Even though a number of the strong-performing PPV fights didn’t feature a major marquee draw, In Demand director of event programming Marshall Zelaznik says the matchups made the shows appealing.
“If you have no marquee name for a PPV show, then you better bring the good matchups.”
Industry executives say a better lineup of competitive matches has helped.
“It’s been the matchups and the willingness of fighters to take on the tough fights, and we’ve have some fortunate breaks with the right people winning,” says Ken Hershman, senior vice president and general manager of sports and event programming at Showtime.
“Overall, the quality of boxing generally has gotten better,” says DirecTV Inc. senior vice president of programming and acquisitions Michael Thornton. “More and more competitive matches bring more people back to the sport with more credibility.
“The consumer has gotten pretty smart; you can’t throw [a fight] out there and fool someone because it’s on PPV or by charging 40 bucks.”
Adds New York Daily News boxing writer Tim Smith: “What happened is the industry has finally adjusted itself. The public has wised up and has rejected the [bad] fights.”
That may account for a new attitude among at least some of the networks themselves. Hershman notes that he wants all networks, even his rivals, to push the PPV envelope.
“We also want HBO to do better; and we have to do better, and I wasn’t afraid of ESPN getting into the PPV business,” he says. After all, more competition leads to more PPV buys.
FUTURE LOOKS STRONG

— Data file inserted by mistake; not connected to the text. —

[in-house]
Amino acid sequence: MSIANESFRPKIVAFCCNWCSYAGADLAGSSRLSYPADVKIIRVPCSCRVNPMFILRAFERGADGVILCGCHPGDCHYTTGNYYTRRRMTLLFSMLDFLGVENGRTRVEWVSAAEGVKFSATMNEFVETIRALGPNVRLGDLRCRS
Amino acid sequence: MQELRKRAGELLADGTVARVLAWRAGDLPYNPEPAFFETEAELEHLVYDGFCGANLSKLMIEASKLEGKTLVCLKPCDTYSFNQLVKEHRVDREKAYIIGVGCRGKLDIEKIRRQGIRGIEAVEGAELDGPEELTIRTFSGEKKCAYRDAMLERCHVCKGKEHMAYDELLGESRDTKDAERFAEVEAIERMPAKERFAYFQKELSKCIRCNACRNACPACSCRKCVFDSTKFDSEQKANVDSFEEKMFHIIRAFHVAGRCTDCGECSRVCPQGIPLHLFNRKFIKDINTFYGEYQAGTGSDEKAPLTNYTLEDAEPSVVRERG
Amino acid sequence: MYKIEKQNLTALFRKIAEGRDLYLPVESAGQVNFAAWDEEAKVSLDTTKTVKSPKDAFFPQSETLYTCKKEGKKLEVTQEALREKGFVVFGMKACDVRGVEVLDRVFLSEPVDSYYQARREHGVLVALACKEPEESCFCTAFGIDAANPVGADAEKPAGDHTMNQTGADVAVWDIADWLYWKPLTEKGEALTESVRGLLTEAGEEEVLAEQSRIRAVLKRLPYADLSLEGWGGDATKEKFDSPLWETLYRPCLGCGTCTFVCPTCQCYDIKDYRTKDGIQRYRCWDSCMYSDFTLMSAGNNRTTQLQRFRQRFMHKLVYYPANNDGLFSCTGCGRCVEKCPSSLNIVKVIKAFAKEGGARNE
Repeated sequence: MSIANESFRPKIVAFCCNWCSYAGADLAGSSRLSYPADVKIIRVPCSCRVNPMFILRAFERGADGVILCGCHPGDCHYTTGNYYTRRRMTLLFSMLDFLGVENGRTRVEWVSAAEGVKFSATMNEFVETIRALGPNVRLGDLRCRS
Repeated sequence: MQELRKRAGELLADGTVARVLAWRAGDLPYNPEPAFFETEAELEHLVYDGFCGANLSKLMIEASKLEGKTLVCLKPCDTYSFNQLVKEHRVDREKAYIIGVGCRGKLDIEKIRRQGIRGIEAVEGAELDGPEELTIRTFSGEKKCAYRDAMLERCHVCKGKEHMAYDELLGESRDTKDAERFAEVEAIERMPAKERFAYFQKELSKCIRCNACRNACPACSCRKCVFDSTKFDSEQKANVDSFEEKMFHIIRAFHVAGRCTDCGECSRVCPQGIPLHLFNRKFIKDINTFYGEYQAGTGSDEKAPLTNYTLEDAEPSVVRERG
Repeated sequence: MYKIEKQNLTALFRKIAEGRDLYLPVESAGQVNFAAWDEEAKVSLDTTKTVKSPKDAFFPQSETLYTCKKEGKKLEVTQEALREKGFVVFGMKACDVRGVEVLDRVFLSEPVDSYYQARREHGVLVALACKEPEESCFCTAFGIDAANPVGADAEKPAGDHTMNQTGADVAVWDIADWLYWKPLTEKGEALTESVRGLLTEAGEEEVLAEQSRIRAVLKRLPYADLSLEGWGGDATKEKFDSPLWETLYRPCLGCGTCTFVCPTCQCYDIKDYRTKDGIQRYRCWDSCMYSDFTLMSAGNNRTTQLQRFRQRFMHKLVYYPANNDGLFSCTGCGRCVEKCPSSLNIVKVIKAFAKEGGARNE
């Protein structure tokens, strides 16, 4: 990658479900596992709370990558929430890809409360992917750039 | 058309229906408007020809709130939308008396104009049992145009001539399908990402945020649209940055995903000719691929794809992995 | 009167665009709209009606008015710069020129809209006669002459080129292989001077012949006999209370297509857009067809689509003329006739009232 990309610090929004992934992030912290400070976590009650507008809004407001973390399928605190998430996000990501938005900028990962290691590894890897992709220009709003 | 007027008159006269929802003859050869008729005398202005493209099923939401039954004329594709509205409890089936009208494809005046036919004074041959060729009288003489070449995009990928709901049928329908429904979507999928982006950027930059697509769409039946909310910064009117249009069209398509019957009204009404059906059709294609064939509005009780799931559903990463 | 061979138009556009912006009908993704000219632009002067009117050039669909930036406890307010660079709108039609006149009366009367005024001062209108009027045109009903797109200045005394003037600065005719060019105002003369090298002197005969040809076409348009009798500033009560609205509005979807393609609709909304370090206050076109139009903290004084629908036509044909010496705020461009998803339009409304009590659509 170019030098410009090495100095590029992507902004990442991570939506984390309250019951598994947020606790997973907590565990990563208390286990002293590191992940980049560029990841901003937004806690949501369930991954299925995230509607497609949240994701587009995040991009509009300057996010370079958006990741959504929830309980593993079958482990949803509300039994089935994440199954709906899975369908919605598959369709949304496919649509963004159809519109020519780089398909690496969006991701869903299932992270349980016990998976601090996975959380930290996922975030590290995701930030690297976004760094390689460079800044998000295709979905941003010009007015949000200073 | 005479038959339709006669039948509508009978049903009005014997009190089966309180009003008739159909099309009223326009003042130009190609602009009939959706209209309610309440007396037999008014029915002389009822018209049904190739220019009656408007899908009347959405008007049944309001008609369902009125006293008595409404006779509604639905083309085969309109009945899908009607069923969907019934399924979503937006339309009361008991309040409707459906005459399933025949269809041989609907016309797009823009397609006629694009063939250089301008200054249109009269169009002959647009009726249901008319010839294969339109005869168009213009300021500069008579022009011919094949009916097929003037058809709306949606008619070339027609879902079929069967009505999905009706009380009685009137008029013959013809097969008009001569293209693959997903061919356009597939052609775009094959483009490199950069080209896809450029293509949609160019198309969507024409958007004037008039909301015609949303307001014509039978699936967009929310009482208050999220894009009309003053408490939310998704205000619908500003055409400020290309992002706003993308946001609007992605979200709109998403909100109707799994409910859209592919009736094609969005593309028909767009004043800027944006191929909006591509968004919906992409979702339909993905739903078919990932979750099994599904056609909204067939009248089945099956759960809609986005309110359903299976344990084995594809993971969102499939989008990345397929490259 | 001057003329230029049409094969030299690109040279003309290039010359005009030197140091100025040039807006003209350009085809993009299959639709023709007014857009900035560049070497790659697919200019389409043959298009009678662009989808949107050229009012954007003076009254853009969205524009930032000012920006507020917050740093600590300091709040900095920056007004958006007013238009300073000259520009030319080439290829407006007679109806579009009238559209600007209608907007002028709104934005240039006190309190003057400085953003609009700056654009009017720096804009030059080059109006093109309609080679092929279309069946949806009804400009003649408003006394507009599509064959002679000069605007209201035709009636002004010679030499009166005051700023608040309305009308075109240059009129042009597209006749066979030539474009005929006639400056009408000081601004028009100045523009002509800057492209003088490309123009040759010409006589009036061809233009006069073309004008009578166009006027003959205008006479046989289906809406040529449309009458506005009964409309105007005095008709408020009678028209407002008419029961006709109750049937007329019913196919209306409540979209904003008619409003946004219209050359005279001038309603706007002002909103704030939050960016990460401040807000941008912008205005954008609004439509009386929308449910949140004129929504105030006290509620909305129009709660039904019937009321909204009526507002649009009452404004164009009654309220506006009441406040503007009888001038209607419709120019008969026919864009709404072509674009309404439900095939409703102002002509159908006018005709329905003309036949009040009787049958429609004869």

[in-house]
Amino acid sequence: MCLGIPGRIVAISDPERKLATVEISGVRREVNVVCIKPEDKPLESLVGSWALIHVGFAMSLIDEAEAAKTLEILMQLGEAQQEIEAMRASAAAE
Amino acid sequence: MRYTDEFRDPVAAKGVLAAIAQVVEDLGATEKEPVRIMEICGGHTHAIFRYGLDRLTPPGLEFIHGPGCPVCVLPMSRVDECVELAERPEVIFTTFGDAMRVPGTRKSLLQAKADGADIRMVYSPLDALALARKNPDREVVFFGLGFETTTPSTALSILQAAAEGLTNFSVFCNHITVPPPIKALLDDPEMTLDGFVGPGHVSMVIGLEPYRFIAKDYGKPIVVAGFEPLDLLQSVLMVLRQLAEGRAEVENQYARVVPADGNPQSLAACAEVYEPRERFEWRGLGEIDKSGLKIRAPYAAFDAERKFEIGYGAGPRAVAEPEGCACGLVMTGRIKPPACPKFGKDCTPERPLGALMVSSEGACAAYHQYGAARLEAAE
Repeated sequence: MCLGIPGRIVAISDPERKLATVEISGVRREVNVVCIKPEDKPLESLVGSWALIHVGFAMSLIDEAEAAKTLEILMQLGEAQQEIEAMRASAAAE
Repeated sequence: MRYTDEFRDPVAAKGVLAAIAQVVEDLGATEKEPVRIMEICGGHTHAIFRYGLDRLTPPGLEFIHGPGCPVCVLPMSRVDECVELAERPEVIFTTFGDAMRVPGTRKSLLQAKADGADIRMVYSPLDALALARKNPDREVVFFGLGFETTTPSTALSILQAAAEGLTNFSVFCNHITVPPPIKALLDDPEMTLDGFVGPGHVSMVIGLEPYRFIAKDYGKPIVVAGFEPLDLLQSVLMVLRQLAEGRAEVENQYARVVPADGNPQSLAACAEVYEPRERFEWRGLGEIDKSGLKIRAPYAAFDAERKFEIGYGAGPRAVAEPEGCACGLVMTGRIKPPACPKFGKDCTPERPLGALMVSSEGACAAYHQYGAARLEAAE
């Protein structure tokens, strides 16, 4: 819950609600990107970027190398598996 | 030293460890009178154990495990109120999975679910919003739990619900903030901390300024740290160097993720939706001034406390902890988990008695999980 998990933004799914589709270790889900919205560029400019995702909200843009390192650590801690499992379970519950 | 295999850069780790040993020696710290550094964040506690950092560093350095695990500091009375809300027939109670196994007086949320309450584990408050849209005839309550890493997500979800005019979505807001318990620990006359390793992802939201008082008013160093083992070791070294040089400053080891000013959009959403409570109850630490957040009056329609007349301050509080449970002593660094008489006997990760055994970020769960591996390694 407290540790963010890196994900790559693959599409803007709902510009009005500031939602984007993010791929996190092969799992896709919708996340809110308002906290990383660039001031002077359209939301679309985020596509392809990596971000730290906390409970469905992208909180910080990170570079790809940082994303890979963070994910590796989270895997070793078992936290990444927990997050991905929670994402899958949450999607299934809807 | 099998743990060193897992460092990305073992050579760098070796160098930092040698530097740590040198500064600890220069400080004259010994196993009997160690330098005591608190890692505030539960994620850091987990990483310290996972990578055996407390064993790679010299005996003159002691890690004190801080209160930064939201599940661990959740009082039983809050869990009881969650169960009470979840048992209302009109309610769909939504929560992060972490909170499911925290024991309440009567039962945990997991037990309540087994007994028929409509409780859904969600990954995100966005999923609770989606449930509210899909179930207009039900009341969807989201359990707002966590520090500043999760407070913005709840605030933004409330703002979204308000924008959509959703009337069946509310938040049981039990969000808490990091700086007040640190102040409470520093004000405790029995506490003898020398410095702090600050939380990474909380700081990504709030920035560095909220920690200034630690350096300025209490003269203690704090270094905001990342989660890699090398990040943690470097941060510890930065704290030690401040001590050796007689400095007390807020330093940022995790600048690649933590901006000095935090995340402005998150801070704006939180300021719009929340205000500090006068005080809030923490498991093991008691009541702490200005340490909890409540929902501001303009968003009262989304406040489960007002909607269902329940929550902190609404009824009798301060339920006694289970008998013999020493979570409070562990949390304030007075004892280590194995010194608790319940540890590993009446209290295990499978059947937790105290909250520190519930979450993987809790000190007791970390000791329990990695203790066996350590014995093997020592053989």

The second half of 2005 also has competitive bouts on the horizon. On July 16, HBO presented middleweight champion Bernard Hopkins against rising star Jermain Taylor. And it will feature a Sept. 17 fight between Barrera and contender Robbie Peden.
Showtime will return to the squared circle this fall with a rematch of a junior-lightweight bout between Diego Corrales and Jose Luis Castillo. The two fought a grueling bout last March in what most boxing observers believe is the fight of the year.
The intriguing part about the PPV resurgence is that the fights generating the most buys aren’t in the prestigious heavyweight division. But with no marquee heavyweight champion or contender, industry executives are mining the lower-weight classes for the new PPV stars.
“People want to see action,” states In Demand’s Zelaznik. “There is no oxygen in the heavyweight division. The lower weights have more action.”
Without the heavyweights, boxing and PPV have a gathering of potential matchups that the fans — hard-core or casual — are likely to purchase. The list includes Barrera, Corrales, De La Hoya, junior-welterweight champion Ricky Hatton, Hopkins, welterweight champ Zab Judah, Margarito, Mayweather Jr., Morales, Mosley, Pacquiao and Wright, to name a few.
“The smaller weight classes are not doing million-dollar buys,” says Dan Rafael, boxing writer for ESPN.com, “but they are still doing good business.”
This “good business” keeps the boxing marriage alive and vibrant. “We are cautiously optimistic about boxing,” adds In Demand’s Zelaznik. “I think it’s out of intensive care.”
Left hook anyone?